by Mike Shipulski
Whether it’s placing machine tools on the factory floor or designing work spaces for people that work at the company, the number one guiding metric is resources per square foot. If you’re placing machine tools, this metric causes the machines to be stacked closely together, where the space between them is minimized, access to the machines is minimized, and the aisles are the smallest they can be. The result – the number of machines per square foot is maximized.
And though there has been talk of workplaces that promote effective interactions and creativity, the primary metric is still people per square foot. Don’t believe me? I have one word for you – cubicles. Cubicles are the design solution of choice when you want to pack the most people into the smallest area.
Here’s a test. At your next team meeting, ask people to raise their hand if they hate working in a cubicle. I rest my case.
With cubicles, it’s the worst of both worlds. There is none of the benefit of an office and none of the benefit of collaborative environment. They are half of neither.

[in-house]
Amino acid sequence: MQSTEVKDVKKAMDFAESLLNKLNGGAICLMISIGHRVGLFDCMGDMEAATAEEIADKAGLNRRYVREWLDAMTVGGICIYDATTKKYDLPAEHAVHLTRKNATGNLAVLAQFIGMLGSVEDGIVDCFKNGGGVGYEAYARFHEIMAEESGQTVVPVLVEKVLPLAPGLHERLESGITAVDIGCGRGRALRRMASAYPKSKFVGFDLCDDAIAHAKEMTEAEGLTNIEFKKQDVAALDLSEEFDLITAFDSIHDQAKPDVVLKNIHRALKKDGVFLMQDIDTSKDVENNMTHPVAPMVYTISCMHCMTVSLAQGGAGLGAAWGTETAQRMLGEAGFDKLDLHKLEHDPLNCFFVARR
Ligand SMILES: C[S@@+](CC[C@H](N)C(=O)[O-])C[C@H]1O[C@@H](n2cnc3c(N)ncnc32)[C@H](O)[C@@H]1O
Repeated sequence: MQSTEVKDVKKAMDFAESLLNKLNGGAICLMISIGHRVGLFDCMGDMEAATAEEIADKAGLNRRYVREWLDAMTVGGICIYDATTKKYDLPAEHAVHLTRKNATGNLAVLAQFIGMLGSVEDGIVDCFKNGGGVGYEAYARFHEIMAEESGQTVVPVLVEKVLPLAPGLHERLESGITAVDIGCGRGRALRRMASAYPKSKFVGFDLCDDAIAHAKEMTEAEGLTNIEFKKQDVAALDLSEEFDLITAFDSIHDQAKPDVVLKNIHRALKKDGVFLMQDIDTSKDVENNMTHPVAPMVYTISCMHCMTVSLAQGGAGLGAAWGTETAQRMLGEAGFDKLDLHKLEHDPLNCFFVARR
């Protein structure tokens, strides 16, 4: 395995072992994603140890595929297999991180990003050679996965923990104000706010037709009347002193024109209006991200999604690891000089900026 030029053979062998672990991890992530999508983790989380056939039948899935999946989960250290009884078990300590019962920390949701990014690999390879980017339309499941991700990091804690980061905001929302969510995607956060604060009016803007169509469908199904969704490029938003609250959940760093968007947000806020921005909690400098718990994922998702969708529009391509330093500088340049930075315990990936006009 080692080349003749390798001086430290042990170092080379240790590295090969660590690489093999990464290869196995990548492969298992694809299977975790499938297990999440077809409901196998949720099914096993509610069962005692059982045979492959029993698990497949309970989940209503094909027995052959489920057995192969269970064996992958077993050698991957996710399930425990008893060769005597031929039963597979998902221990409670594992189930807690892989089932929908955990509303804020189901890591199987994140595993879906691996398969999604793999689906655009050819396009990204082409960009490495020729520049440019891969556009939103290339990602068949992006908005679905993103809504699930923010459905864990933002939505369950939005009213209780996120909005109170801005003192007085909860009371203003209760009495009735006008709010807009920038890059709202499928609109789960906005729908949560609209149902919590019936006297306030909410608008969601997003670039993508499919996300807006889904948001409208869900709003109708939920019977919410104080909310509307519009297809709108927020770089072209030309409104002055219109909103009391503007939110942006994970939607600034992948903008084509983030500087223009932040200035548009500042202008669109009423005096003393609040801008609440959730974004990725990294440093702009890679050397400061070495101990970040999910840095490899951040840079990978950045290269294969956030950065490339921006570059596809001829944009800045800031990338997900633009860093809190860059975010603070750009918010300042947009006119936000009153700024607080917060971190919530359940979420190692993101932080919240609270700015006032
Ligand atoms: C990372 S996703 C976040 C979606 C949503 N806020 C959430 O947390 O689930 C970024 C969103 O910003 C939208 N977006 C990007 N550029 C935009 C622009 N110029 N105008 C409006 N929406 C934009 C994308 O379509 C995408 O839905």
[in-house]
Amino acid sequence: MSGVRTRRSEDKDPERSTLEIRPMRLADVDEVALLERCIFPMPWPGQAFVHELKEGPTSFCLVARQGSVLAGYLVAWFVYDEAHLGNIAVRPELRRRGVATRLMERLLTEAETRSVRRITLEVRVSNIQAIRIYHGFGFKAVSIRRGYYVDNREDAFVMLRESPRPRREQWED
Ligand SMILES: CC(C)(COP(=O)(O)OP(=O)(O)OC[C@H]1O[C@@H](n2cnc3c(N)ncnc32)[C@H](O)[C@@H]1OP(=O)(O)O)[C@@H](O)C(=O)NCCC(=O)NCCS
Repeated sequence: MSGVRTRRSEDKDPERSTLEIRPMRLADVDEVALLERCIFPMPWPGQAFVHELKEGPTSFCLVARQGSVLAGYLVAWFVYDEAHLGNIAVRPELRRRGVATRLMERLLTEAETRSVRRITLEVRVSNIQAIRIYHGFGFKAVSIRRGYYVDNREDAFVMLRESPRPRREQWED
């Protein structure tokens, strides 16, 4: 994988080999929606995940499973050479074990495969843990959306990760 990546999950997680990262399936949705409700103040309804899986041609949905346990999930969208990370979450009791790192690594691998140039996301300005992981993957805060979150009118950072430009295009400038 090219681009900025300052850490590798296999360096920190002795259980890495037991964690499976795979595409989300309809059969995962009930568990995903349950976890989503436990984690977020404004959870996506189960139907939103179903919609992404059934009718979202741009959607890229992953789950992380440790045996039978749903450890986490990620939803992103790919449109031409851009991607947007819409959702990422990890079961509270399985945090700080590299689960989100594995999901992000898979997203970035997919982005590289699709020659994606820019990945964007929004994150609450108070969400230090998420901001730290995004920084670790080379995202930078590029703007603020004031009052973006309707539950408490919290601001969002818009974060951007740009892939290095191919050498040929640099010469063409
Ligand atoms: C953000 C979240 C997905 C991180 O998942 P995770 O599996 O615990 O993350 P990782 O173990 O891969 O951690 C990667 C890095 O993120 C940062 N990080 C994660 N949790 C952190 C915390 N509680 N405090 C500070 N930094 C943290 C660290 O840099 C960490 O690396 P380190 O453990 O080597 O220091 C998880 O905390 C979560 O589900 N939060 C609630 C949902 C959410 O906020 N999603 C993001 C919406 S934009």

What is one of Dilbert’s favorite topic? Cubicles.
If no one likes them, why do we still have them? If you want quiet, cubicles are the wrong answer. If you want effective collaboration, cubicles are the wrong answer. If everyone hates them, why do we still have them?
When people need to do deep work, they stay home so they can have peace and quiet. When people they want to concentrate, they avoid cubicles at all costs. When you need to focus, you need quiet. And the best way to get quiet is with four walls and a door. Some would call that and office, but those are passe. And in some cases, they are outlawed. In either case, they are the best way to get some quiet time. And, as a side benefit, they also block interruptions.
Best way for people to interact is face-to-face. And in order to interact at way, they’ve got to be in the same place at the same time. Sure spontaneous interactions are good, but it’s far better to facilitate interactions with a fixed schedule. Like with a bus stop schedule, people know where to be and when. In that way, many people can come together efficiently and effectively and the number of interactions increases dramatically. So why not set up planned interactions at ten in the morning and two in the afternoon?
I propose a new metric for facilities design – number of good ideas per square foot. Good ideas require deep thought, so quiet is important. And good ideas require respectful interaction with others, so interactions are important.
I’m not exactly sure what a facility must look like to maximize the number of good ideas per square foot, but I do know it has no cubicles.
Image credit – Pixabay
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Mike Shipulski brings together people, culture, and tools to change engineering behavior. He writes daily on Twitter as @MikeShipulski and weekly on his blog Shipulski On Design.